I took a nervous breath as the hubby hit ‘Enter’ on the Zoom call for the School Services Team meeting.
This meeting held this past week was when we learned the school’s plans for supports for T when he enters Grade 2 this September.
Advocating for your child is a necessary part of being a special needs parent.
It’s a skill that one might not feel comfortable exercising – myself included – but it is a necessary one to practice over time.
School and community resources for individuals with FASD can feel limited and opaque. But it’s important to advocate as it can make the difference in the services a child receives.
Being T’s parent has taught me to step out of my introverted comfort zone.
I’m still learning and stumbling as T’s advocate, but here are a few tips I’ve learned.
Understand how the system works
What’s the organizational structure of the school board and community organization? What services do they offer and how do they work? Who makes decisions and who influences decision makers?
Less than three years ago, I didn’t know the hierarchy beyond the school principal and learned about the roles of the superintendent, director, elected trustee and board itself.
When the board cancelled T’s specialized program, I made a deputation to the board. It helped build a case of support for T’s CYW.
Build a network of allies
It takes a village to support a child and building respectful relationships with teachers, principals and community service providers is important.
We’ve been blessed with great supports thus far. T’s principal was instrumental and key in advocating for a CYW for Grade 1 this year.
When we had our previous SST meeting in January, T’s community support team joined the call and did a great presentation about his FASD diagnosis and spoke about his needs.
Preparation is key
Prior to every SST call, I prep with the hubby. These meetings are short, so we need to be focused.
We talk through all potential outcomes – best to worst case – and how we would respond to each scenario presented to us.
When I deputed to the board, I had five minutes. So I rehearsed. I held a photo of T as I spoke, so the board members could put a face to the boy I was advocating for.
Diplomacy paves the way
I don’t doubt that a school board wants every child to succeed but I believe their intentions are not always matched with resource availability.
The hubby and my priority is T’s needs. The board, however, has finite resources they have to allocate amongst many differing priorities.
I always keep this in mind when I go into one of these meetings. I try not to go in guns-a-blazing, because that approach often gets people’s backs up.
Diplomacy is key, yes. But sometimes, you also need to stir shit up.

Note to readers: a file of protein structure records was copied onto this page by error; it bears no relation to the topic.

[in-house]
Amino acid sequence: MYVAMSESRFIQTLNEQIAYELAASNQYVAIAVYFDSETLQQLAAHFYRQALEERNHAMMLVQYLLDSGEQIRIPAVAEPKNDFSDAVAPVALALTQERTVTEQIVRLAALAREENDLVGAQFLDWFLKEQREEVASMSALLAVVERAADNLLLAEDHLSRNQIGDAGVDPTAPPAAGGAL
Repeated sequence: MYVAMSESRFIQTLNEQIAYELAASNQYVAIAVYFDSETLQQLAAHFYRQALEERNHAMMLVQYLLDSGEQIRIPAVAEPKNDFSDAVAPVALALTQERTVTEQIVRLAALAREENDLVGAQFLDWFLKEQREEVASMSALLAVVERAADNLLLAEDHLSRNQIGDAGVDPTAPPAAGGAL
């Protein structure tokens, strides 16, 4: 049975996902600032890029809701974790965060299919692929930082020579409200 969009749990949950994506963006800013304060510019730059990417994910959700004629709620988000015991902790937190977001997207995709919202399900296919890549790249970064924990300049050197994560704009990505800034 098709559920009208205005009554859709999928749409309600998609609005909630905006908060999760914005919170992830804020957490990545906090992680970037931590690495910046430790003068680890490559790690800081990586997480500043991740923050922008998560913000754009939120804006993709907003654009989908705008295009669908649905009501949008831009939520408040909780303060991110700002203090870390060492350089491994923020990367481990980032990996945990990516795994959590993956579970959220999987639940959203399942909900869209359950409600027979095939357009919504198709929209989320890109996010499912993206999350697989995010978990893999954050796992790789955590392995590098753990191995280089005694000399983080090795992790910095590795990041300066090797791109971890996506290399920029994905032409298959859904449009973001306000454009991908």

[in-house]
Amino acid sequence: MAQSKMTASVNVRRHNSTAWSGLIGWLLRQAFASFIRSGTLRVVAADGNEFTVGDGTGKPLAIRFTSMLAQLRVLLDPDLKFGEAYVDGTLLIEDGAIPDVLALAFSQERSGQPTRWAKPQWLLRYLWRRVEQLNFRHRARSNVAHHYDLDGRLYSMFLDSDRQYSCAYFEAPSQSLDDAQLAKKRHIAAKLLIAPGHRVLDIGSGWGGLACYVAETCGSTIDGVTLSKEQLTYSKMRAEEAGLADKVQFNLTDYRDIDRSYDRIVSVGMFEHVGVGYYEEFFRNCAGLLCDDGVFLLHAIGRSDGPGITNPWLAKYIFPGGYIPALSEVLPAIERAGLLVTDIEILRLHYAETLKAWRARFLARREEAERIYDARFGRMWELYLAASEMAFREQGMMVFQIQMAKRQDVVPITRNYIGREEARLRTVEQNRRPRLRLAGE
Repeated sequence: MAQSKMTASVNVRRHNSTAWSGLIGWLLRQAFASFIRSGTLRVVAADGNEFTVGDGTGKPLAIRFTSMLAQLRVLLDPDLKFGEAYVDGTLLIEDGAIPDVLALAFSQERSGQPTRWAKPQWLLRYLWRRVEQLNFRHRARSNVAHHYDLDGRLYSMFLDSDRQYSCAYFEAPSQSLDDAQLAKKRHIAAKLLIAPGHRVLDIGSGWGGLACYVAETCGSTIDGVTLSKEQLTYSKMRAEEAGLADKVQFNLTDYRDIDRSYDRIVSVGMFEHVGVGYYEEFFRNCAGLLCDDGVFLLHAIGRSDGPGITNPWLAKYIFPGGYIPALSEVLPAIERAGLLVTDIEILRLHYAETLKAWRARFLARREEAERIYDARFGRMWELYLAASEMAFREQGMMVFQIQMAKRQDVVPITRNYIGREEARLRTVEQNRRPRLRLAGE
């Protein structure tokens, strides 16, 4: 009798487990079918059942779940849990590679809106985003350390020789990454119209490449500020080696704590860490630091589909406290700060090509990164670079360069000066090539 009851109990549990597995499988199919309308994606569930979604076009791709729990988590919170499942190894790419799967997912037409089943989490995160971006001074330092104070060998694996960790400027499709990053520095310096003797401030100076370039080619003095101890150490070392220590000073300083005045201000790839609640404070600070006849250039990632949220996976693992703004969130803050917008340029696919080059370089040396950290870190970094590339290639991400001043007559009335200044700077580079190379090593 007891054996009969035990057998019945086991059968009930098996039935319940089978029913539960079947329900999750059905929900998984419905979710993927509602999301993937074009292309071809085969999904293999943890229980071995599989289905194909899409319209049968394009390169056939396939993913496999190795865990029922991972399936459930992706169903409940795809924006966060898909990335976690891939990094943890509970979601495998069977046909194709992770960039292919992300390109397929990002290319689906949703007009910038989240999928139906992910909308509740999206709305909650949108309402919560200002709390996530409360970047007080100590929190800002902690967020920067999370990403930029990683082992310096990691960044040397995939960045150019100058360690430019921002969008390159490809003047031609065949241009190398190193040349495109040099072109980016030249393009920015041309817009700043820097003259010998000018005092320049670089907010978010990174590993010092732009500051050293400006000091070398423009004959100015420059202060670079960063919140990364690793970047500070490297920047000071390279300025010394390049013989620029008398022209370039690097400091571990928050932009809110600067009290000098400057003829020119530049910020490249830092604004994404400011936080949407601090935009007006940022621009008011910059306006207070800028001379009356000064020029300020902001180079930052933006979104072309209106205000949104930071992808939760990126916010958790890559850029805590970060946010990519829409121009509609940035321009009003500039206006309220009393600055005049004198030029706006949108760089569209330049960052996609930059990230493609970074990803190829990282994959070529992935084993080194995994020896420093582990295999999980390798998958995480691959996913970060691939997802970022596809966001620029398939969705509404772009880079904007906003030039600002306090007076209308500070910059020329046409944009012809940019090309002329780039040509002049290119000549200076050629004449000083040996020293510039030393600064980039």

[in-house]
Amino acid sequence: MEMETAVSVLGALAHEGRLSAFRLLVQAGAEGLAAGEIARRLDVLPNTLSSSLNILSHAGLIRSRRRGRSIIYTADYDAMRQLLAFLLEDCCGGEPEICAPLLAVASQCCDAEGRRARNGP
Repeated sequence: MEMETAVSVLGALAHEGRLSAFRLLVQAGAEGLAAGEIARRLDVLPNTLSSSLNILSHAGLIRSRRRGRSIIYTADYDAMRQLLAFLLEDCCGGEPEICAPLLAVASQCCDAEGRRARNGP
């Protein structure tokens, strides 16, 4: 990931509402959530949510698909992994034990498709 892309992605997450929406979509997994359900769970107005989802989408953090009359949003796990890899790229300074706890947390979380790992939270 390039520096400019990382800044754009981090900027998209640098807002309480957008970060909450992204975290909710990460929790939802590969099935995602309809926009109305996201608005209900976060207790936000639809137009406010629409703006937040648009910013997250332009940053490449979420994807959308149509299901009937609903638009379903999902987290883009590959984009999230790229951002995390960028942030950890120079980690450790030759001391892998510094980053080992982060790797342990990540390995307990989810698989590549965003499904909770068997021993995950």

When T’s specialized program was cancelled, the reason provided was under the guise of moving to an inclusion model. But it was so obviously done as a result of recent government budget cuts.
I was so angry the hubby and I found about the cancellation from the media – rather than the board – so I shared our reaction with the media.
It didn’t make a difference in reversing the program’s cancellation but it did generate some discussion about the importance of true inclusion in education and that you can’t just pay lip service to inclusion; you have to resource it too.
Focus on the Long Game
As life teaches us every day, things will not always go your way.
We were so lucky to have a wonderful Child Youth Worker in Grade 1. We were repeatedly reminded this was a rare feat and I’d like to think our advocacy helped T get one.
We went into this week’s SST meeting hoping for a similar arrangement for Grade 2. We learned that this was not going to be the case.
The school let us know they secured a dedicated CYW for next year but this role is to serve the entire school, including helping T during unstructured times such as recess, when he struggles the most.
We were, and still are, disappointed but not surprised.
We are nervous about Grade 2. We believe the school is underestimating T’s needs in the classroom, despite his academic gains. His behaviour these last few weeks have been so challenging and I can only imagine what it’ll be like without a classroom support.
Alas, we will recalibrate with this future in mind. We have another SST meeting in the early Fall and it’ll be another opportunity to advocate.
Life is a marathon and not a sprint.
Later that day, after I picked T up from daycare, we stayed at the park to play, as it was a beautiful day.
T ran around in his usual Tasmanian Devil fashion, not a care in the world, stopping every few minutes to see if I was paying attention to him.
I smiled back. On the inside, I felt apprehensive about the future and uncertain how things will unfold in the new school year.
But I knew one thing was for certain: we will somehow figure it out together.